- An estimated $90,000 in annual savings results from the less-expensive initial purchase and regular servicing costs of the Tsurumi units.
- The mine’s demanding applications proved too extreme for a competitor’s solution to handle cost-effectively.
- Three Tsurumi LH-6110 pumps replaced the previous system three years ago and, despite the harsh application, the pump motors have never failed.
A coal mine in central Illinois is making huge annual savings of approximately $90,000 after switching to Tsurumi LH-6110 pumps for its underground dewatering needs. After the extremely harsh application environment proved too challenging for a competitor’s solution to handle cost-effectively, Tsurumi high-head submersible pumps were installed just over three years ago and have proved to be the ideal solution for the site’s operations.
When it was first opened 16 years ago, the mine used a turbine in a shaft to pump water into a sump. In 2014, the mine replaced the turbine with a competitor’s 275-horsepower pumps to solve the occurring problems caused by running dry. Despite the slight improvement in efficiency, this model’s short life expectancy and high repair costs quickly proved to be a big financial burden. As BJ Mays, pump maverick at Buchanan Pump Service (BPS), which handles the mine’s pumping systems, explained:
“Those pumps cost about $97,000 brand new, and every three to six months, they needed repairs costing about $49,000-$52,000 on average. It would always require a complete replacement of the impeller, suction cover, and upper and lower housing.”
Having been a Tsurumi partner for a decade, BPS drew on its vast expertise gained from almost 50 years in the pumps business and advised installing Tsurumi’s LH-6110 pumps instead. At roughly half the price of the previous units they replaced, the immediate benefits were obvious, but it remained to be seen how they would fare under such challenging conditions.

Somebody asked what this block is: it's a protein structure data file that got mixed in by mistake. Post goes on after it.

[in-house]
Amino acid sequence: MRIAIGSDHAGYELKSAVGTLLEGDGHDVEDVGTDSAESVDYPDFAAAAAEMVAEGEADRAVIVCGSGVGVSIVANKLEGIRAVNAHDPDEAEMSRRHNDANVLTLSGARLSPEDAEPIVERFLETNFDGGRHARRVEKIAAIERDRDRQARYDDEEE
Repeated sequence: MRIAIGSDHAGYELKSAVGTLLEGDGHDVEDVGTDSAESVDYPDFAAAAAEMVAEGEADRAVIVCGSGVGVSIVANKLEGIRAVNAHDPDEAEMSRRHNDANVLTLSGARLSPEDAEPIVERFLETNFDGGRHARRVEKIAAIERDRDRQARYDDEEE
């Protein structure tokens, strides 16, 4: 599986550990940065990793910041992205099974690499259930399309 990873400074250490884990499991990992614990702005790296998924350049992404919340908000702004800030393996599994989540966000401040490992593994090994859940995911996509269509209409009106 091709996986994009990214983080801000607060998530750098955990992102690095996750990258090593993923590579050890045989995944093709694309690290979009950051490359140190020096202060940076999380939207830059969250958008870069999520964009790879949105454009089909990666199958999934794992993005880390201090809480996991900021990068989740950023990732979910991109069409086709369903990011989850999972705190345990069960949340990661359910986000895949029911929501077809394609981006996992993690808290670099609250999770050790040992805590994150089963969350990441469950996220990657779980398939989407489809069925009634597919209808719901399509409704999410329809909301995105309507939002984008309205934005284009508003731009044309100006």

“The mine ordered three of these pumps, keeping two in operation and one on standby for when one of the others needed a service,” Mays said. “The average run time is four months, but I have seen upwards of six months depending on the circumstances. But although their lifespan is about the same as before, and they require the same attention as far as maintenance goes, the repair costs are approximately 50-60% less. Parts availability has gone from six weeks to one week, and over the past three years of service, there has never been a motor failure.”
As these pumps are constantly running at 3600 RPM (a high speed not usually recommended for highly abrasive applications) for 8-12 hours every day of the year, this is a notable achievement. Mays pointed out that the level of solids — i.e., clay, sand, silt and coal fines — in the water is at a ratio of about 1:2, which, coupled with the amount of head required on the application, makes it an extremely aggressive job to handle.
“These are general-purpose dewatering pumps, so every four months or so we replace certain parts as a precaution,” Mays said. “We order a new impeller and a new suction head — they are both high-chrome and are rarely heavily worn, but when the pump has over 500 feet of vertical head, they have to be in perfect condition.”
BPS also adopted a common tactic of adding a tungsten carbide coating to the parts that receive the most damage, namely, the upper and lower housing, which has effectively doubled each pump’s typical service life to six months. As the approach has been successful for the coal mine, it recently purchased a fourth LH-6110 pump which is currently at BPS’s production floor waiting on the tungsten carbide parts to come back from the coaters.
Designed to withstand high pressures when used at great depths, such as in deep well draining, the LH 3-phase high-head pumps feature a cast iron casing and motor frame, a stainless-steel shaft, and an impeller made from a chromium iron casting. The 74 5/16-inch-tall LH-6110 model relies on a powerful 150 hp motor to deliver approximately a 700 gpm maximum capacity through its 6-inch discharge, ensuring the mine remains as dry as possible.
“This company also operates a couple of other smaller mines, which use Tsurumi GSZ, GSD and KRS pumps,” Mays added. “They trust the Tsurumi name and we’ve never had a complaint. What impresses me is that, over the years we’ve had maybe 30 of the LH pumps come into the repair shop, and even with all the abuse they take, I have never once had to replace a motor.”
Headquartered in Pound, Virginia, Buchanan Pump Service services customers from four locations and 44 trucks, providing a 24-hour service. A full-service pump company with approximately $3.6Ms of inventory, it offers pumping solutions from concept to installation, along with training, and provides a remanufacturing — rather than repairs — facility.
For more information on Tsurumi’s LH Series pumps, click here (http://t.lt02.net/q/xAtfnhK6UqnQwCHSiMmB6g8TUaOufqtvifkEofzwRfLapvN2G_Dq134npAKw).